|Publication number||US6454547 B1|
|Application number||US 09/423,261|
|Publication date||Sep 24, 2002|
|Filing date||Apr 21, 1998|
|Priority date||May 3, 1997|
|Also published as||DE19718791A1, EP0980477A1, WO1998050701A1|
|Publication number||09423261, 423261, PCT/1998/2338, PCT/EP/1998/002338, PCT/EP/1998/02338, PCT/EP/98/002338, PCT/EP/98/02338, PCT/EP1998/002338, PCT/EP1998/02338, PCT/EP1998002338, PCT/EP199802338, PCT/EP98/002338, PCT/EP98/02338, PCT/EP98002338, PCT/EP9802338, US 6454547 B1, US 6454547B1, US-B1-6454547, US6454547 B1, US6454547B1|
|Inventors||Helmut Kohlhaas, Dieter Wilhelm|
|Original Assignee||Mannesmann Vdo Ag|
|Export Citation||BiBTeX, EndNote, RefMan|
|Patent Citations (9), Non-Patent Citations (1), Referenced by (10), Classifications (10), Legal Events (5)|
|External Links: USPTO, USPTO Assignment, Espacenet|
1. Field of the Invention
The invention relates to a delivery unit, in particular for feeding fuel or washing liquid in a motor vehicle, having a pump which is driven by an electric motor and has vanes, the electric motor having a rotor and a stator and the vanes being arranged on the rotor and being provided for movement in a fixed pump channel.
2. Description of the Related Art
Such delivery units are frequently used in modern motor vehicles as a fuel, pump or as a washing-liquid-pump for a window-cleaning installation and are thus known. The rotor of the electric motor is of the electric motor is of cylindrical configuration. The vanes are arranged on one of the end sides of the rotor. A housing of the electric motor serves, at the same time, as a housing for the pump and, in its region adjacent to the vanes, forms the pump channel. For the purpose of cooling the electric motor, the liquid fed is then guided through the electric motor between the rotor and a stator. The delivery unit thus comprises a very small number of components and can therefore be assembled cost-effectively.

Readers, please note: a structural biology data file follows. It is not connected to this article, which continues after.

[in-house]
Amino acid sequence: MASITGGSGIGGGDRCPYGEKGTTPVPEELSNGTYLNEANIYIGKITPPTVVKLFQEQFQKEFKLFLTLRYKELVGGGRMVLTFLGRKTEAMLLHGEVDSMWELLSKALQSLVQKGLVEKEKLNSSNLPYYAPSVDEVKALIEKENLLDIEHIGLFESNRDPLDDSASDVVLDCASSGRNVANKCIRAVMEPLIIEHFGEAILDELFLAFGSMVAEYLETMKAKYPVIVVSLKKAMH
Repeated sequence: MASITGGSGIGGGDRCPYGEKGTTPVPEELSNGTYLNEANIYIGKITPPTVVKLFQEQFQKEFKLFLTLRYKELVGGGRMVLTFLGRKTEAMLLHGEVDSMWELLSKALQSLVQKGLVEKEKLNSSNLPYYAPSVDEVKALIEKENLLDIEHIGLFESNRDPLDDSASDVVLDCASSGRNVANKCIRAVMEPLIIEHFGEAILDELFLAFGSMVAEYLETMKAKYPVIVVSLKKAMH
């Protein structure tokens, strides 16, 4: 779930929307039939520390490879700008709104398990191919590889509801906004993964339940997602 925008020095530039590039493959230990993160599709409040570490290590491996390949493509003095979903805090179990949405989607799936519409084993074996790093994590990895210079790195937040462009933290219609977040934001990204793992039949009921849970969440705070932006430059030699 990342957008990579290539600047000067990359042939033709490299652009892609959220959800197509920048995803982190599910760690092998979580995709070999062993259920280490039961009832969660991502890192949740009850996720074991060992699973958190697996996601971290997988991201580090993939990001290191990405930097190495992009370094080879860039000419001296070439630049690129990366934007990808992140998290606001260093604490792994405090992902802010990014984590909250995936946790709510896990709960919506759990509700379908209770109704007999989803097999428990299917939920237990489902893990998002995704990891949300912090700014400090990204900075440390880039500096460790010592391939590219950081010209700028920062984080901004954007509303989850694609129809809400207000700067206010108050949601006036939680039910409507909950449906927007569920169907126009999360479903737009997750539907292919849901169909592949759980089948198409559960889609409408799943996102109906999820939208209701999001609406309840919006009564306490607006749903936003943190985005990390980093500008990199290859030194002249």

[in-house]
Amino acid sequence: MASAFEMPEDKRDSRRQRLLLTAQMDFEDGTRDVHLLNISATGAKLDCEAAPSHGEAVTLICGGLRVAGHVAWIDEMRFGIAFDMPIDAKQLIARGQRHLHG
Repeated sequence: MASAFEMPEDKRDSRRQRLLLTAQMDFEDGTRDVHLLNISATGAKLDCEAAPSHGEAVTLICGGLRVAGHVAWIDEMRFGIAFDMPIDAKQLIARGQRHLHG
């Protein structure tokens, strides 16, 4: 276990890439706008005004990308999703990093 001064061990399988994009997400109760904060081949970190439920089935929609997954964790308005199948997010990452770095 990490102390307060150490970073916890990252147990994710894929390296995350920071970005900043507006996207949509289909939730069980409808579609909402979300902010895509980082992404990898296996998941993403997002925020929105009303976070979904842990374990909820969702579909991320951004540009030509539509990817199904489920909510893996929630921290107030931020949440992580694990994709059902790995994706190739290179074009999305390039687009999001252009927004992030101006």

The disadvantage of the known delivery unit is that it has very large dimensions. For example, as a result of the vanes being arranged on the end side of the rotor, the delivery unit has a particularly long axial extent.
It would be conceivable for the rotor to be of tubular configuration and the vanes to be provided on the inner wall of the rotor. However, this means that the rotor is a complicated component, with the result that it would require particularly high production costs.
The problem on which the invention is based is to configure a delivery unit of the type mentioned in the introduction such that it has the smallest possible dimensions and can be produced particularly cost-effectively.
This problem is solved according to the invention in that the stator forms at least part of the wall of the pump channel.
This configuration means that the vanes are arranged in a region of the rotor which is located opposite the stator. As a result, the delivery unit according to the invention does not require any pump-housing part designed as a pump channel and therefore has particularly small dimensions. The vanes are arranged on an easily accessible, outer region of the rotor, as a result of which the delivery unit according to the invention can be produced particularly cost-effectively.
In a delivery unit in the case of which the rotor is of cylindrical configuration, it would be possible to arrange, for example, a plurality of individual vanes on the lateral surface of the rotor. However, according to an advantageous development of the invention, the vanes produce particularly low levels of turbulence in the liquid which is to be fed if the vanes are of helical configuration. By virtue of this configuration, the liquid which is to be fed is guided by the vanes in a uniform manner, and thus free of turbulence. This turbulence-free feed is important in the case of hot fuel in particular because the latter tends to form gas bubbles. Gas bubbles in the liquid which is to be fed often result in a vast reduction in the feeding capacity of the delivery pump.
In a delivery unit in the case of which the rotor and the stator are of disk-shaped configuration, the liquid which is to be fed can be fed with particularly low levels of turbulence, according to another advantageous development of the invention, if the vanes are of spiral configuration.
The delivery unit according to the invention has a particularly high feeding capacity, along with particularly small dimensions, if, in relation to the vanes of the rotor, the stator has vanes arranged in the opposite direction.